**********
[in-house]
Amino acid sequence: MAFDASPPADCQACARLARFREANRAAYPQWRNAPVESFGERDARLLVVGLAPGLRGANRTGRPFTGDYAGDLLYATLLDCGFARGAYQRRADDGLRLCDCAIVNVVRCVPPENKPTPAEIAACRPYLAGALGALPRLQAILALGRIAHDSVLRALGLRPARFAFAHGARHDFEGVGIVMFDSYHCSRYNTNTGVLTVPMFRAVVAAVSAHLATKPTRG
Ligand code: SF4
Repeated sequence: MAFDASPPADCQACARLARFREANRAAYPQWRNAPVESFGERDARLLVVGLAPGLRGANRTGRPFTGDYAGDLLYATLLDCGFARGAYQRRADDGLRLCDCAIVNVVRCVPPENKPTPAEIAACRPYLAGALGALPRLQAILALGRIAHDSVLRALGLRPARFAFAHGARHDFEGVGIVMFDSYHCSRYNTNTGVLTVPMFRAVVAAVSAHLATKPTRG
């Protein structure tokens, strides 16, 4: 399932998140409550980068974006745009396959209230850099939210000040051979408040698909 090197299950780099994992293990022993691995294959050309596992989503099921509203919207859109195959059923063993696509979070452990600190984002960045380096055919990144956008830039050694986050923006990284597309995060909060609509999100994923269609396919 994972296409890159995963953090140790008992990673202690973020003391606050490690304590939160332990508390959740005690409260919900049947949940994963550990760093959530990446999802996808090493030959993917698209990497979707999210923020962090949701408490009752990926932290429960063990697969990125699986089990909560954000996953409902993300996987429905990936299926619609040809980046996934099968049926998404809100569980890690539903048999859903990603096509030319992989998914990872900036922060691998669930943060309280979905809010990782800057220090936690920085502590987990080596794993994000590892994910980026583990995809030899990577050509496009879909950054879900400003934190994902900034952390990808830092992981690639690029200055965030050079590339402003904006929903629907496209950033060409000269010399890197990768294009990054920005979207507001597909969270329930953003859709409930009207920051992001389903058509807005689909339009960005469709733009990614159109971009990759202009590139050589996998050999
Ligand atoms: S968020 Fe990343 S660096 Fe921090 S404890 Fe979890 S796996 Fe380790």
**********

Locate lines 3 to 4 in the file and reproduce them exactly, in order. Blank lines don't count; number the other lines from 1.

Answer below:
Ligand code: SF4
Repeated sequence: MAFDASPPADCQACARLARFREANRAAYPQWRNAPVESFGERDARLLVVGLAPGLRGANRTGRPFTGDYAGDLLYATLLDCGFARGAYQRRADDGLRLCDCAIVNVVRCVPPENKPTPAEIAACRPYLAGALGALPRLQAILALGRIAHDSVLRALGLRPARFAFAHGARHDFEGVGIVMFDSYHCSRYNTNTGVLTVPMFRAVVAAVSAHLATKPTRG